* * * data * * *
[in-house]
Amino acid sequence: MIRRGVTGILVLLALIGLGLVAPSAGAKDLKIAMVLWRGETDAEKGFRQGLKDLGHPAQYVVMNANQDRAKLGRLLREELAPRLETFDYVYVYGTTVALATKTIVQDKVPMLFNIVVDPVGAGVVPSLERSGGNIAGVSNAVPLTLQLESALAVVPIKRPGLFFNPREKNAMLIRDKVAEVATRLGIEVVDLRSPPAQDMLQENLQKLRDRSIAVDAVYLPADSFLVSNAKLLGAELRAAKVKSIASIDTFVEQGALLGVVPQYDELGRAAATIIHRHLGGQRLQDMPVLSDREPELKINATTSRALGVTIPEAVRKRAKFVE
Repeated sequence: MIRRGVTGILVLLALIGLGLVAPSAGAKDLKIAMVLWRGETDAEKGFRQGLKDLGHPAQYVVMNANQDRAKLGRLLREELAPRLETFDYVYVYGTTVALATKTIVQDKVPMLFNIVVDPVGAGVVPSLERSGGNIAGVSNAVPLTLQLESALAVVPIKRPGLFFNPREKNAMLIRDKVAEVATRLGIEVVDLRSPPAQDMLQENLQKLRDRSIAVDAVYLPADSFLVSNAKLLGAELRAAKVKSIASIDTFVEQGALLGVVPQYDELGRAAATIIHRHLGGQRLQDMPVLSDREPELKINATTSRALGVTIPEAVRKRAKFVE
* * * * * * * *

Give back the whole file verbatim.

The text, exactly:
[in-house]
Amino acid sequence: MIRRGVTGILVLLALIGLGLVAPSAGAKDLKIAMVLWRGETDAEKGFRQGLKDLGHPAQYVVMNANQDRAKLGRLLREELAPRLETFDYVYVYGTTVALATKTIVQDKVPMLFNIVVDPVGAGVVPSLERSGGNIAGVSNAVPLTLQLESALAVVPIKRPGLFFNPREKNAMLIRDKVAEVATRLGIEVVDLRSPPAQDMLQENLQKLRDRSIAVDAVYLPADSFLVSNAKLLGAELRAAKVKSIASIDTFVEQGALLGVVPQYDELGRAAATIIHRHLGGQRLQDMPVLSDREPELKINATTSRALGVTIPEAVRKRAKFVE
Repeated sequence: MIRRGVTGILVLLALIGLGLVAPSAGAKDLKIAMVLWRGETDAEKGFRQGLKDLGHPAQYVVMNANQDRAKLGRLLREELAPRLETFDYVYVYGTTVALATKTIVQDKVPMLFNIVVDPVGAGVVPSLERSGGNIAGVSNAVPLTLQLESALAVVPIKRPGLFFNPREKNAMLIRDKVAEVATRLGIEVVDLRSPPAQDMLQENLQKLRDRSIAVDAVYLPADSFLVSNAKLLGAELRAAKVKSIASIDTFVEQGALLGVVPQYDELGRAAATIIHRHLGGQRLQDMPVLSDREPELKINATTSRALGVTIPEAVRKRAKFVE